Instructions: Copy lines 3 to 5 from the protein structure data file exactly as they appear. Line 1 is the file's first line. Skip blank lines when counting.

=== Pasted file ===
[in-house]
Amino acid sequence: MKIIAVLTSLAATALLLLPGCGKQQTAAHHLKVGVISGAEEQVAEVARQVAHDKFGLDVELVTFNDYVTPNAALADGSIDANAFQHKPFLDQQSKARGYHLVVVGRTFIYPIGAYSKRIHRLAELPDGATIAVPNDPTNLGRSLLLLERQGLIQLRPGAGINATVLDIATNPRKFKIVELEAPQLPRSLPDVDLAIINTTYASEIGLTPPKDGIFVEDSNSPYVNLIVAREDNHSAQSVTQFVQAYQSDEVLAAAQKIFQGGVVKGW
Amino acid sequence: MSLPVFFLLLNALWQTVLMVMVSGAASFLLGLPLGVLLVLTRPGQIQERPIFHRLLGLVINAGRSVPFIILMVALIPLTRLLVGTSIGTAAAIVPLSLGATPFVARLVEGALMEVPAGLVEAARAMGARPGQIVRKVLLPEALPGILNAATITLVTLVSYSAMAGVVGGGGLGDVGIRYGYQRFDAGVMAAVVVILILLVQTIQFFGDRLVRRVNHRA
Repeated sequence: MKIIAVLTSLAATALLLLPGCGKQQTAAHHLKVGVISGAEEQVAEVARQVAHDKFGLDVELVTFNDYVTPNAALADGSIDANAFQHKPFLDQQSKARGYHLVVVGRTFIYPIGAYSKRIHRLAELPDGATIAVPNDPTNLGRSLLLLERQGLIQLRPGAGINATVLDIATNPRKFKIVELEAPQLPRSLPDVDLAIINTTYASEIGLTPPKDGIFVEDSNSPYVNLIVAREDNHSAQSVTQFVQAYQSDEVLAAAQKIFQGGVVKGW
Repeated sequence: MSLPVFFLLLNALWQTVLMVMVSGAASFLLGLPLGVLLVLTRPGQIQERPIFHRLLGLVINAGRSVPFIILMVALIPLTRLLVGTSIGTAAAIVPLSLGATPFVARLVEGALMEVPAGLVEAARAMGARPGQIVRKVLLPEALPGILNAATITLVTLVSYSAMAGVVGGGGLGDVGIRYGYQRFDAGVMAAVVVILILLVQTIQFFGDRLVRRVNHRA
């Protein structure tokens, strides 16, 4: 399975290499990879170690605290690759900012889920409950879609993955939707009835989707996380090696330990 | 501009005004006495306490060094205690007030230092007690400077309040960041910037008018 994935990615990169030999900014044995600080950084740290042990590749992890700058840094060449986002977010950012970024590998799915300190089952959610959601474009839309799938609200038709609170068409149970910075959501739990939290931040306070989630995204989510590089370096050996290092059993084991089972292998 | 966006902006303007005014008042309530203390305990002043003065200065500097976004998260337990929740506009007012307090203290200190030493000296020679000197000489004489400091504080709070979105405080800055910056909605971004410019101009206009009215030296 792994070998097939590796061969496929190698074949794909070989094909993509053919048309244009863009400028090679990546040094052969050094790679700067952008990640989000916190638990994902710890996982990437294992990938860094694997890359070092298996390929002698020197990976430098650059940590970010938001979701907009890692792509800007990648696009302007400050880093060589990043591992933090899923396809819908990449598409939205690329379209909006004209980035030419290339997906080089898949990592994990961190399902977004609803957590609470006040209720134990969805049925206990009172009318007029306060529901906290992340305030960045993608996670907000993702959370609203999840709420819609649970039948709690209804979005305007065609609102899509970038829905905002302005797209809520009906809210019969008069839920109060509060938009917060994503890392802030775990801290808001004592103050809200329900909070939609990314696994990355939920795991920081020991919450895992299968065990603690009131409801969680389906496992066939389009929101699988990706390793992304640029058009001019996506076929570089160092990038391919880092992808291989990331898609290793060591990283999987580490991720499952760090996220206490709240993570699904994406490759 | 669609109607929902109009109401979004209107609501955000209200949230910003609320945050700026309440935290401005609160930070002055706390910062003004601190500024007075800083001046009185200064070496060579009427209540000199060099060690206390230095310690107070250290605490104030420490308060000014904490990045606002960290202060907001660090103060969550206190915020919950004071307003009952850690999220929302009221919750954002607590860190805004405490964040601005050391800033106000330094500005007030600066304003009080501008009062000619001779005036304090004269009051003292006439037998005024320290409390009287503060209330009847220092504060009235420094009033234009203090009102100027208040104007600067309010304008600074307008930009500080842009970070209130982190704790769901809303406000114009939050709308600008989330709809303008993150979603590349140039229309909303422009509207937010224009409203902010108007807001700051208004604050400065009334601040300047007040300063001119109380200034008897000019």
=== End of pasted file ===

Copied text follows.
Amino acid sequence: MSLPVFFLLLNALWQTVLMVMVSGAASFLLGLPLGVLLVLTRPGQIQERPIFHRLLGLVINAGRSVPFIILMVALIPLTRLLVGTSIGTAAAIVPLSLGATPFVARLVEGALMEVPAGLVEAARAMGARPGQIVRKVLLPEALPGILNAATITLVTLVSYSAMAGVVGGGGLGDVGIRYGYQRFDAGVMAAVVVILILLVQTIQFFGDRLVRRVNHRA
Repeated sequence: MKIIAVLTSLAATALLLLPGCGKQQTAAHHLKVGVISGAEEQVAEVARQVAHDKFGLDVELVTFNDYVTPNAALADGSIDANAFQHKPFLDQQSKARGYHLVVVGRTFIYPIGAYSKRIHRLAELPDGATIAVPNDPTNLGRSLLLLERQGLIQLRPGAGINATVLDIATNPRKFKIVELEAPQLPRSLPDVDLAIINTTYASEIGLTPPKDGIFVEDSNSPYVNLIVAREDNHSAQSVTQFVQAYQSDEVLAAAQKIFQGGVVKGW
Repeated sequence: MSLPVFFLLLNALWQTVLMVMVSGAASFLLGLPLGVLLVLTRPGQIQERPIFHRLLGLVINAGRSVPFIILMVALIPLTRLLVGTSIGTAAAIVPLSLGATPFVARLVEGALMEVPAGLVEAARAMGARPGQIVRKVLLPEALPGILNAATITLVTLVSYSAMAGVVGGGGLGDVGIRYGYQRFDAGVMAAVVVILILLVQTIQFFGDRLVRRVNHRA